, Volume 68, Issue 4, pp 1425–1433 | Cite as

Astrocyte/neuron ratio and its importance on glutamate toxicity: an in vitro voltammetric study

  • Ahmet HacimuftuogluEmail author
  • Abdulgani Tatar
  • Damla Cetin
  • Numan Taspinar
  • Fatih Saruhan
  • Ufuk Okkay
  • Hasan Turkez
  • Deniz Unal
  • Robert Louis StephensJr.
  • Halis Suleyman
Original Article


The purpose of this study was to clarify the relationship between neuron cells and astrocyte cells in regulating glutamate toxicity on the 10th and 20th day in vitro. A mixed primary culture system from newborn rats that contain cerebral cortex neurons cells was employed to investigate the glutamate toxicity. All cultures were incubated with various glutamate concentrations, then viability tests and histological analyses were performed. The activities of glutamate transporters were determined by using in vitro voltammetry technique. Viable cell number was decreased significantly on the 10th day at 10−7 M and at 10−6 M glutamate applications, however, viable cell number was not decreased at 20th day. Astrocyte number was increased nearly six times on the 20th day as compared to the 10th day. The peak point of glutamate reuptake capacity was about 2 × 10−4 M on the 10th day and 10−3 M on the 20th day. According to our results, we suggested that astrocyte age was important to maintain neuronal survival against glutamate toxicity. Thus, we revealed activation or a trigger point of glutamate transporters on astrocytes due to time since more glutamate was taken up by astrocytes when glutamate transporters on the astrocyte were triggered with high exogenous glutamate concentrations. In conclusion, the present investigation is the first voltammetric study on the reuptake parameters of glutamate in vitro.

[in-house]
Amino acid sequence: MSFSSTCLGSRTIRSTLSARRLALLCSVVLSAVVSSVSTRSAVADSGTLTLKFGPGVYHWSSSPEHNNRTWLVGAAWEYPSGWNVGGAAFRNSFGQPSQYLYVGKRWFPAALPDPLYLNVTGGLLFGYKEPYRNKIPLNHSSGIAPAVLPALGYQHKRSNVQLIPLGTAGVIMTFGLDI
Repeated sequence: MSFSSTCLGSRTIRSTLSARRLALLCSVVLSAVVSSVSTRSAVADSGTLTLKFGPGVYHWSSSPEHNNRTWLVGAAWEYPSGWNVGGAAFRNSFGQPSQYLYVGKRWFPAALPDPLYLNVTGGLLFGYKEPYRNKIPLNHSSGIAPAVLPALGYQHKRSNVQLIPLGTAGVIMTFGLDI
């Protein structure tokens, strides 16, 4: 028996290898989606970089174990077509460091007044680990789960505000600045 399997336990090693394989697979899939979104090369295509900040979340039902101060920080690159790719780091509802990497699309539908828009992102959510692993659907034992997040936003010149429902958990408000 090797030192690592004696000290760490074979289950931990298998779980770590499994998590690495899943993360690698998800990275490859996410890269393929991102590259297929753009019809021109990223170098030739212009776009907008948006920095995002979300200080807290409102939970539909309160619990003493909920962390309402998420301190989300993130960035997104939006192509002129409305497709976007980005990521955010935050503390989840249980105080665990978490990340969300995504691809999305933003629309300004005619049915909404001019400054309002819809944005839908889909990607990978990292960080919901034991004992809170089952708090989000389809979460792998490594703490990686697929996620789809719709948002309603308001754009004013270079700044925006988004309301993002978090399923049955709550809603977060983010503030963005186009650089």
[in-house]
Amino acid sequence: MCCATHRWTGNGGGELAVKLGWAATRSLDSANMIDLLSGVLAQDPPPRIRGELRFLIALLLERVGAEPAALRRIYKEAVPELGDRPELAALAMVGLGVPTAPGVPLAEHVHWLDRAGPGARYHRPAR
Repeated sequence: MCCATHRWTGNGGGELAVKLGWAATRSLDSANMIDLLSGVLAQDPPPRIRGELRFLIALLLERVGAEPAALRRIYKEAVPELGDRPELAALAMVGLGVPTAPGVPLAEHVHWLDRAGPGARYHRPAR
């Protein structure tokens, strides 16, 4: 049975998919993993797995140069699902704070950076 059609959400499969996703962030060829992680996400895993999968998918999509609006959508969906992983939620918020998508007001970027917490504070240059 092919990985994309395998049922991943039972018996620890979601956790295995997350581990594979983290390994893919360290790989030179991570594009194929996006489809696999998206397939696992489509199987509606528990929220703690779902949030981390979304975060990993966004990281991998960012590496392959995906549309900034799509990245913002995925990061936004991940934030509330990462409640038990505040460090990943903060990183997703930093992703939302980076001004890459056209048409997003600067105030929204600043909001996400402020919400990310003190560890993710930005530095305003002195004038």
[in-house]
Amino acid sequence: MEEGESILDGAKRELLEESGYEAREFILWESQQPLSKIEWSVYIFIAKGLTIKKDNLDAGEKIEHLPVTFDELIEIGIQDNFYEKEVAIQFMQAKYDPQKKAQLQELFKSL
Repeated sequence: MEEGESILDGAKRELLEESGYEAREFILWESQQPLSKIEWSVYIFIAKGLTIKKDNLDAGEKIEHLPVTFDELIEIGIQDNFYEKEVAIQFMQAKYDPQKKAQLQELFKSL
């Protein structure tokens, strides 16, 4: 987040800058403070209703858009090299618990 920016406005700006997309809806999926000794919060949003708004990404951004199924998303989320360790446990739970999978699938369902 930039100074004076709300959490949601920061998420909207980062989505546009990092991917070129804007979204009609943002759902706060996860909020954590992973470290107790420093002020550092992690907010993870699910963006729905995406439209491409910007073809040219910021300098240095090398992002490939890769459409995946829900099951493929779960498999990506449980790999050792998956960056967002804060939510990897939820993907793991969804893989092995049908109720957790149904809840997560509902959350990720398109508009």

Glutamate-uptake Neurotoxicity Astrocyte Neuron In vitro voltammetry 



This study was supported by grants from The Scientific and Technological Research Council of Turkey (TUBİTAK-Project No: 107S067) and Atatürk University BAP (Project No: 2005/160 and 2011/270-271)

Conflict of interest

The authors declared that there are no conflicts of interest.


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Copyright information

© Springer Science+Business Media Dordrecht 2015

Authors and Affiliations

  • Ahmet Hacimuftuoglu
    • 1
    Email author
  • Abdulgani Tatar
    • 2
  • Damla Cetin
    • 3
  • Numan Taspinar
    • 1
  • Fatih Saruhan
    • 1
  • Ufuk Okkay
    • 1
  • Hasan Turkez
    • 4
    • 5
  • Deniz Unal
    • 6
  • Robert Louis StephensJr.
    • 7
  • Halis Suleyman
    • 8
  1. 1.Department of Medical Pharmacology, Faculty of MedicineAtatürk UniversityErzurumTurkey
  2. 2.Department of Medical Genetics, Faculty of MedicineAtaturk UniversityErzurumTurkey
  3. 3.Department of Medical Pharmacology, Faculty of MedicineKafkas UniversityKarsTurkey
  4. 4.Department of Molecular Biology and Genetics, Faculty of SciencesErzurum Technical UniversityErzurumTurkey
  5. 5.Department of Pharmaceutical SciencesUniversity of “G. D’Annunzio”ChietiItaly
  6. 6.Department of Histology, Faculty of MedicineAtaturk UniversityErzurumTurkey
  7. 7.Department of Physiology and Cell Biology, Medical CollegeThe Ohio State UniversityColumbusUSA
  8. 8.Department of Medical Pharmacology, Faculty of MedicineErzincan UniversityErzincanTurkey

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